If a meaningful or valid configuration of system resources is still possible after taking out the elements found to be faulty during the BISTs, BATs, and memory tests, then data processing system 100 is allowed to proceed to load executable code into local memories 160-163. Service processor 135 then releases processors 101-104 for execution of the code loaded into local memory 160-163. While processors 101-104 are executing code from respective operating systems within data processing system 100, service processor 135 enters a mode of monitoring and reporting errors. The type of items monitored by service processor 135 includes, for example, the cooling fan speed and operation, thermal sensors, power supply regulators, and recoverable and non-recoverable errors reported by processors 101-104, local memories 160-163, and I/O bridge 110.
  • [0030]
    Service processor 135 saves and reports error information related to all the monitored items in data processing system 100. Service processor 135 also takes action based on the type of errors and defined thresholds. For example, service processor 135 may take note of excessive recoverable errors on a processor's cache memory and determine that this condition is predictive of a hard failure. Based on this determination, service processor 135 may mark that processor or other resource for deconfiguration during the current running session and future Initial Program Loads (IPLs). IPLs are also sometimes referred to as a “boot” or “bootstrap.”
  • [0031]
    Data processing system 100 may be implemented using various commercially available computer systems. For example, data processing system 100 may be implemented using IBM eServer iSeries® Model 840 system available from International Business Machines Corporation. Such a system may support logical partitioning, wherein an OS/400® operating system may exist within a partition. iSeries® and OS/400® are registered trademarks of International Business Machines Corporation.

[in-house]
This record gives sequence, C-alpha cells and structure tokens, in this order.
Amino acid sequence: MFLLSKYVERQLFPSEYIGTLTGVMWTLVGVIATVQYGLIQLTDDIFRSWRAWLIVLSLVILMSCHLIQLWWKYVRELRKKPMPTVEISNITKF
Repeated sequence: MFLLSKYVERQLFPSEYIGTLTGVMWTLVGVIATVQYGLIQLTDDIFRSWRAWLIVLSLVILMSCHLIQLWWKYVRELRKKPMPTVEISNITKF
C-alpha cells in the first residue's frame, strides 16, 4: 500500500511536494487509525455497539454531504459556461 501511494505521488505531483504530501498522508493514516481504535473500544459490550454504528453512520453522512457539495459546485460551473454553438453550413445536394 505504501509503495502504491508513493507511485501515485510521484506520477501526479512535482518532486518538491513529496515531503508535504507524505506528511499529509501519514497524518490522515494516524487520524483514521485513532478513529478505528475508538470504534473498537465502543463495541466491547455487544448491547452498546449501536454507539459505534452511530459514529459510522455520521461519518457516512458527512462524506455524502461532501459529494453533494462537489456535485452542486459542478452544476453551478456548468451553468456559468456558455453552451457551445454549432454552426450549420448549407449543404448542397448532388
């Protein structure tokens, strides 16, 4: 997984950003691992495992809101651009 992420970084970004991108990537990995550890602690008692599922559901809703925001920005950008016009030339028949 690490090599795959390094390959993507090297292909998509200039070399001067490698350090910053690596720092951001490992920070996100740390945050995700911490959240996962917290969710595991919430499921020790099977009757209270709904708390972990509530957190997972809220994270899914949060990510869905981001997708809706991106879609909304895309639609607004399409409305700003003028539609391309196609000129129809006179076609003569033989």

• [0032]
    Those of ordinary skill in the art will appreciate that the hardware depicted in FIG. 1A may vary. For example, other peripheral devices, such as optical disk drives and the like, also may be used in addition to or in place of the hardware depicted. The depicted example does not imply architectural limitations with respect to embodiments of the present invention.
  • [0033]
    FIG. 1B shows a logically partitioned computer system 200 having one or more logical partitions 240 and 242. Partition manager 220 may generally control the creation and deletion of the logical partitions. Each logical partition may have an associated operating system, for example, operating system 212 and operating system 213 running on one or more virtual processors 214, 215. Concepts of virtual processors are described in detail in the commonly owned U.S. Pat. No. 6,957,435, entitled “Method and Apparatus for Allocating Processor Resources in a Logically Partitioned Computer System,” which is herein incorporated by reference. Virtual processor 214 may be one among several virtual processors configured to support logical partition 240. Similarly, virtual processor 215 may be one among several virtual processors configured to support logical partition 242.
  • [0034]
    Computer system 200 may be any suitable type of computer system capable of supporting logical partitioning, such as a network server, mainframe computer, and the like. In one embodiment, the computer system is data processing system 100 of FIG. 1A. Computer system 200 generally includes one or more physical processors 230 and 231, coupled with memory 241. Physical processor 230 and physical processor 231 may be allocated among logical partition 240 and logical partition 242 according to any suitable allocation arrangement.
  • [0035]
    For example, each physical processor may be run as one or more of virtual processor 214 and virtual processor 215 of logical partition 240 and logical partition 242. The allocation of physical processors, memory, as well as various other resources, such as I/O devices 252 among the logical partitions may be controlled by partition manager 220.